Auto glass comprises the main aesthetic component and material for this body of work. I felt it was necessary to include the glass medium since it adds to the conversation of shattered authoritative power; and even more importanly, its innate mesmerizing behavior, or the “takeover” one experiences when looking into a reflective surface. The capacity to comprehend the “mirroring effect,” isn’t possessed by every member of the animal kingdom; only those genetically derived from a "higher primate" class have this privilege. In turn, mirroring comprehension plays a big role in our brain evolution; decoding the visual field and marking the beginning of self-analysis; as our ancestors caught a glimpse of themselves while drinking from a puddle. their ability to see themselves, naturally shifted the gaze from perception of the outside world to a temporal fixation with the one within.
Mirror Myths & Customs References
I consciously moved my practice outside the context of the studio, after reading works like “Man & Symbols” and “The Hidden Dimension.” These texts synthesized my interest in studying exterior space and the abstract interactions encountered in a public sphere. The shattered remnants of glass found across the city served as an attractive antithesis to search of found order of the city’s streets. The biggest challenge I faced during this study was Mother Nature; the scale of these works ranged from 12 to 15 feet long, and although I weighed them down, clamped, and used magnets to secure the canvas, they still flapped like sails when faced with the gust of the Bay Area wind.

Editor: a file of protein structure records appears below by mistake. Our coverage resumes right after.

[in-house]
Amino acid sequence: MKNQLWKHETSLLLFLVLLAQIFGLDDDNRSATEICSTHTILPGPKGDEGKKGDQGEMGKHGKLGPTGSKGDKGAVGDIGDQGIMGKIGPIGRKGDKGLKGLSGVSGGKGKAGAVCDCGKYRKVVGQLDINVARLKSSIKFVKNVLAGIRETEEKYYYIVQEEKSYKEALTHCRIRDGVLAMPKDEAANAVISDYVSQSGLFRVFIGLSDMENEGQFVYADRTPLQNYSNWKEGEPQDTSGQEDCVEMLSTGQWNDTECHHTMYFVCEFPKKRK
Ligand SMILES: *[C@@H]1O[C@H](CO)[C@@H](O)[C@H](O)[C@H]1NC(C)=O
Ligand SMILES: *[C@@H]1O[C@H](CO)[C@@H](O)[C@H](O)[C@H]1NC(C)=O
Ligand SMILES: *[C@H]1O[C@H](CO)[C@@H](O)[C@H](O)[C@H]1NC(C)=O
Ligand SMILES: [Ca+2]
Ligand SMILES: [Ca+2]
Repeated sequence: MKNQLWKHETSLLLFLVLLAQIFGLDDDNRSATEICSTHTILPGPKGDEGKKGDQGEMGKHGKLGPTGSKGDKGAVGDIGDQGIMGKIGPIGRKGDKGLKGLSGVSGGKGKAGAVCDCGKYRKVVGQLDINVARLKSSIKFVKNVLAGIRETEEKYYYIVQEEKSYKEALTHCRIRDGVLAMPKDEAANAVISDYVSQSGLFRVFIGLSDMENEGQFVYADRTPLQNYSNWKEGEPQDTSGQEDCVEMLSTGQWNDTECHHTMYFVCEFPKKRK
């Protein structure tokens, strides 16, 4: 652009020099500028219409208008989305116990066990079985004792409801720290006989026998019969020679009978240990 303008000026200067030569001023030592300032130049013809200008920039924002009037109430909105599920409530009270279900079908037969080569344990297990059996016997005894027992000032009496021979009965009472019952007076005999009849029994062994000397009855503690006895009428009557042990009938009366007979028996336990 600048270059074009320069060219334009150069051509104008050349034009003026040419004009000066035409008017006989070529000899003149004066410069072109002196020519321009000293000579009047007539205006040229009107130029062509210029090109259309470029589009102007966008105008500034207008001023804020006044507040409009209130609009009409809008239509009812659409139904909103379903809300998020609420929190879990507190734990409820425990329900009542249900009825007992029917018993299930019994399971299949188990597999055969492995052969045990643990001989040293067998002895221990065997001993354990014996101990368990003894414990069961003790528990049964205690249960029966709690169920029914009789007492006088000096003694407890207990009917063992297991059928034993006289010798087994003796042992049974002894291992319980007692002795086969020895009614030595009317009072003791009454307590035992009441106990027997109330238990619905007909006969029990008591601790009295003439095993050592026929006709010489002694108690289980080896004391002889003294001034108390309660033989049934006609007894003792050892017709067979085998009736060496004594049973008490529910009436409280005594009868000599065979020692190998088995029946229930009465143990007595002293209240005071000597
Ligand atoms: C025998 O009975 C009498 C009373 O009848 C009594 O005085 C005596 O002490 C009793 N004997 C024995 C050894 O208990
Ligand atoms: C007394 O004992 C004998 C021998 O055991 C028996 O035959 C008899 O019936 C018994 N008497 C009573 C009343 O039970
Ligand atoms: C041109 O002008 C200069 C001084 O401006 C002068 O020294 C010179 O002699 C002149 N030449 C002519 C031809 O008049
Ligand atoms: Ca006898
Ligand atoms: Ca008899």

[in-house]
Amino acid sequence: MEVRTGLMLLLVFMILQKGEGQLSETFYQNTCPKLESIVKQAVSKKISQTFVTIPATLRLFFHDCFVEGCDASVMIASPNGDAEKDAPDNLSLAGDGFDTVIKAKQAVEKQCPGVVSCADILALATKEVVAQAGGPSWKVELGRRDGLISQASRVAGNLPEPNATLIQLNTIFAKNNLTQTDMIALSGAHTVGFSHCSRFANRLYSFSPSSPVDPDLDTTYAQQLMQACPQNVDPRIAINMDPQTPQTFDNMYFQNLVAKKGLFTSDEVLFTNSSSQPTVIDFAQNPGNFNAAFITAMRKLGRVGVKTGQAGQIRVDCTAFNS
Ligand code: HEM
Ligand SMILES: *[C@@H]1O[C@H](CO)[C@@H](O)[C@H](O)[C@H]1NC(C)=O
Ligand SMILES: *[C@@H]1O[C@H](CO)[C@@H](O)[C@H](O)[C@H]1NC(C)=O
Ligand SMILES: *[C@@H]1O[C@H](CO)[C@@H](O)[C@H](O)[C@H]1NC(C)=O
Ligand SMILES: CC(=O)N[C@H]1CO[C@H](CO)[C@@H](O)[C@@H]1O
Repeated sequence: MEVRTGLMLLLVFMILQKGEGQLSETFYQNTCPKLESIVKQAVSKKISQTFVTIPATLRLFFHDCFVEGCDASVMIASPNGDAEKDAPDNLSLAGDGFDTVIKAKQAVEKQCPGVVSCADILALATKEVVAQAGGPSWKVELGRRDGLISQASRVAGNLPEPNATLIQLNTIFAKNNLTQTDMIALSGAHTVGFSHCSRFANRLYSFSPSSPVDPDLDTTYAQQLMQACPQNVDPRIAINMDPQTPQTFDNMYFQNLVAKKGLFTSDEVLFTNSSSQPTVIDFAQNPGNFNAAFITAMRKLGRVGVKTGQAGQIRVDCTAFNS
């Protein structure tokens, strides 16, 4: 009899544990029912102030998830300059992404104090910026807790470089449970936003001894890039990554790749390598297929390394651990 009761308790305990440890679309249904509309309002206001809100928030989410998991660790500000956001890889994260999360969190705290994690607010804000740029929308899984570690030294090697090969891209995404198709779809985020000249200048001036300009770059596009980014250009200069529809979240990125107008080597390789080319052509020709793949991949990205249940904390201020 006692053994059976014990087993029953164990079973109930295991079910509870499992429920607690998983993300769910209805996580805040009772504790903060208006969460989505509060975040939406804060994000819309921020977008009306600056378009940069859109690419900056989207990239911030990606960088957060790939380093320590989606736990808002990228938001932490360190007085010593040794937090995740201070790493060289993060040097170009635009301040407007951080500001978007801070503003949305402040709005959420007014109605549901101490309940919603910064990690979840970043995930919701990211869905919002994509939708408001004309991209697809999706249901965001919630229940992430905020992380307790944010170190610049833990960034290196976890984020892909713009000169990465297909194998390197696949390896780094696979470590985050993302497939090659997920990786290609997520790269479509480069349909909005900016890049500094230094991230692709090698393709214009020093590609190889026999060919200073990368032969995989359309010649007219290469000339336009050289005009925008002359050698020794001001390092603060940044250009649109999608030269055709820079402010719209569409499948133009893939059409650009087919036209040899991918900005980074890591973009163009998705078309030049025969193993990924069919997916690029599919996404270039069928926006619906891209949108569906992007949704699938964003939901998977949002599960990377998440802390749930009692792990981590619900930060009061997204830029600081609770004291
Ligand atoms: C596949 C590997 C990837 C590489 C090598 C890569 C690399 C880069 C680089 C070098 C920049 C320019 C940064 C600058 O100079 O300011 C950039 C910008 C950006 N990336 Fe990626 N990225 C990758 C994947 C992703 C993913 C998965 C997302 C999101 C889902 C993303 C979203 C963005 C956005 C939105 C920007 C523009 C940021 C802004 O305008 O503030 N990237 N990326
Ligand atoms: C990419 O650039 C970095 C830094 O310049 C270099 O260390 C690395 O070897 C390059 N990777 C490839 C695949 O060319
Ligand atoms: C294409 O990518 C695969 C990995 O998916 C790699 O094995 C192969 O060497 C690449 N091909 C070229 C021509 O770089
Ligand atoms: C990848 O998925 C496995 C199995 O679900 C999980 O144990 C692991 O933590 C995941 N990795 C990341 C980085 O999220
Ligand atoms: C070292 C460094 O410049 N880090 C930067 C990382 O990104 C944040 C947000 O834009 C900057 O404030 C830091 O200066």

“A survey of great myths in which the wisdom of the human race is enshrined suggests the possibility that man achieves civilization, not as a result of superior biological endowment or geographical environment, but as a response to a challenge in a situation of special difficulty which rouses him to make a hitherto unprecedented effort.”
Arnold J. Toynbee
The almighty sun serves as the worshiped disk, the most powerful life-giving source we know. This series seeks to reflect its innate force, the hypnotic control it holds over us and our planet. Building on the concept of open air art production, I wanted to play with the sun’s own appropriation of forms and capture the force that awakens the fauna order and directs the flora system; as well as serving as a constant “tango with time,” for all of us. When the sun rests for the day, we are expected to do the same, but as most of us sleep there are always awakening the creatures of the night but perpetually making its mark.
How does the universes inner workings, it's joint forces, between the sun waves, gravity, and dark matter, produce a distinct abstraction, a repetition in forms, what does this look like?
Process and Method
Theory of Color and Image
Shadow, a two dimensional silhouette, product from an interaction between three dimensional forms and a luminous source. Each painting defines the sites properties. Byproducts from man and nature are captured through radiation burns, a process requiring a cyclical interplay with the divine sun, taking weeks or months of burning layers to homogenize amorphousness formations with concrete forms.